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  • Road Closures Due to El Portal Fire

    The Big Oak Flat Road between Crane Flat and the El Portal Road is temporarily closed. There is no access to Yosemite Valley via the Big Oak Flat Road or Highway 120. Tioga Road is open and accessible via Big Oak Flat and Tioga Pass Entrances. More »

  • Campground Closures Due to Fire

    Crane Flat, Bridalveil Creek, and Yosemite Creek Campgrounds are temporarily closed. More »

  • Yosemite National Park is Open

    Yosemite Valley, Glacier Point, and Wawona/Mariposa Grove areas are open and accessible via Highways 140 and 41. Tioga Road is not accessible via Highways 140 and 41 due to a fire.

Yosemite National Park Prescribed Burn Successful

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Date: July 2, 2010


Yosemite National Park fire managers are pleased to announce that the prescribed fire near Crane Flat has been successfully completed. Fire officials ignited the prescribed fire on Tuesday, June 29 after extensive preparation, including roadside thinning of vegetation and the ignition of several burn piles.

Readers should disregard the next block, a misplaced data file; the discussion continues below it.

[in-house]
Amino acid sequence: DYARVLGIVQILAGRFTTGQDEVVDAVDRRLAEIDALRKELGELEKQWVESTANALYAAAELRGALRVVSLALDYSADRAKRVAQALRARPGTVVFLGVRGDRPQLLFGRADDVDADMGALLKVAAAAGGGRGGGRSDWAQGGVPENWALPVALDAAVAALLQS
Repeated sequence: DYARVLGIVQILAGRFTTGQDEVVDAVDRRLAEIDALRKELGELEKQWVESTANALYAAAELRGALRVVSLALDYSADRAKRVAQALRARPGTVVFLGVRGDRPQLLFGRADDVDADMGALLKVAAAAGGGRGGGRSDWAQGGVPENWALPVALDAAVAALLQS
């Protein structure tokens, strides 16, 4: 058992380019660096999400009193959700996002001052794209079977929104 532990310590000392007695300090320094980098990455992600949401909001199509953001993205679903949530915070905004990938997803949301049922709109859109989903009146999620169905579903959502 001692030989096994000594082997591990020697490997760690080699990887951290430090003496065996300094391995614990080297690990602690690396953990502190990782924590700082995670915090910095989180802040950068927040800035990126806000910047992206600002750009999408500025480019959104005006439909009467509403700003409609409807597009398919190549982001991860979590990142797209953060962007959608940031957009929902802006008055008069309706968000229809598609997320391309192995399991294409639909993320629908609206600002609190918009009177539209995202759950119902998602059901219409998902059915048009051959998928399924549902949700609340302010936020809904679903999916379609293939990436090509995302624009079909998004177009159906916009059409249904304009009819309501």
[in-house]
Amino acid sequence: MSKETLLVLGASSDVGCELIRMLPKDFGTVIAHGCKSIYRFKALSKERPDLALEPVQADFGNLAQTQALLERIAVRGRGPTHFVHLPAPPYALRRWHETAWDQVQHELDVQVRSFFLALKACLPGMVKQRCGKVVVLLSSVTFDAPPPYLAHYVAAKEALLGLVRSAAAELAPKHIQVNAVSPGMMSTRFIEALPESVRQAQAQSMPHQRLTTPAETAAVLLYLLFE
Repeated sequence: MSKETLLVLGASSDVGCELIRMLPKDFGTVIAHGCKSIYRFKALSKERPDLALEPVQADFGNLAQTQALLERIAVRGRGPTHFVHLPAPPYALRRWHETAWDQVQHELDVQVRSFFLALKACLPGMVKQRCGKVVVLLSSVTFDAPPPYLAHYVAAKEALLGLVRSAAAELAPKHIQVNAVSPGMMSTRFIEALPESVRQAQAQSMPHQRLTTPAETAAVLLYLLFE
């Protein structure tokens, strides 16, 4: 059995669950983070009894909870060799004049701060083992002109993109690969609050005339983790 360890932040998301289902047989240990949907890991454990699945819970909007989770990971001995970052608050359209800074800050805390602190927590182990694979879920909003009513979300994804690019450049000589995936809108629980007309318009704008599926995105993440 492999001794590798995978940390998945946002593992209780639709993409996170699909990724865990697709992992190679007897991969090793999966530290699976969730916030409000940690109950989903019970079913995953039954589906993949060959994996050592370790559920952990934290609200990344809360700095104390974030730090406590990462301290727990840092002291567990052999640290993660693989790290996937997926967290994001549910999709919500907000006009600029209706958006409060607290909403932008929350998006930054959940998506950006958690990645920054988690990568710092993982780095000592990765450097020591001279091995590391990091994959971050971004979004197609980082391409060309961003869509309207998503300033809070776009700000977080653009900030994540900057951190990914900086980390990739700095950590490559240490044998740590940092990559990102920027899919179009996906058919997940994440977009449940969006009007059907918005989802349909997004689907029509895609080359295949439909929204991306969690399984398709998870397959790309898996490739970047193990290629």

The goal of the prescribed burn was to reduce fire fuels near the park boundary, the Rockefeller Grove of sugar pine trees, and structures located in the Crane Flat area. All goals for the fire have been successfully met. The objective burn area of 200 acres burned was accomplished. This fire was the first prescribed fire in this location; however, other areas near the site have previously been burned. 

Smoke impacts to El Portal, Foresta, and Hodgdon Meadows were minimal. Fire crews will remain onsite throughout the next couple of weeks to observe any remaining hotspots and to help mop-up the area. 

No injuries were reported during the prescribed fire. Fire crews from Yosemite National Park, Sierra National Forest, Stanlislaus National Forest, Point Reyes National Seashore, and Whiskeytown National Recreation Area assisted in the prescribed burn.

Did You Know?

American Indians use traditional ignition methods on a prescribed fire project

The indigenous people of Yosemite Valley have used fire as a tool for thousands of years. Fire was used to encourage the growth of plants used for basket making and to promote the growth of the black oak--a sun loving species--and a staple food source for American Indians from this region.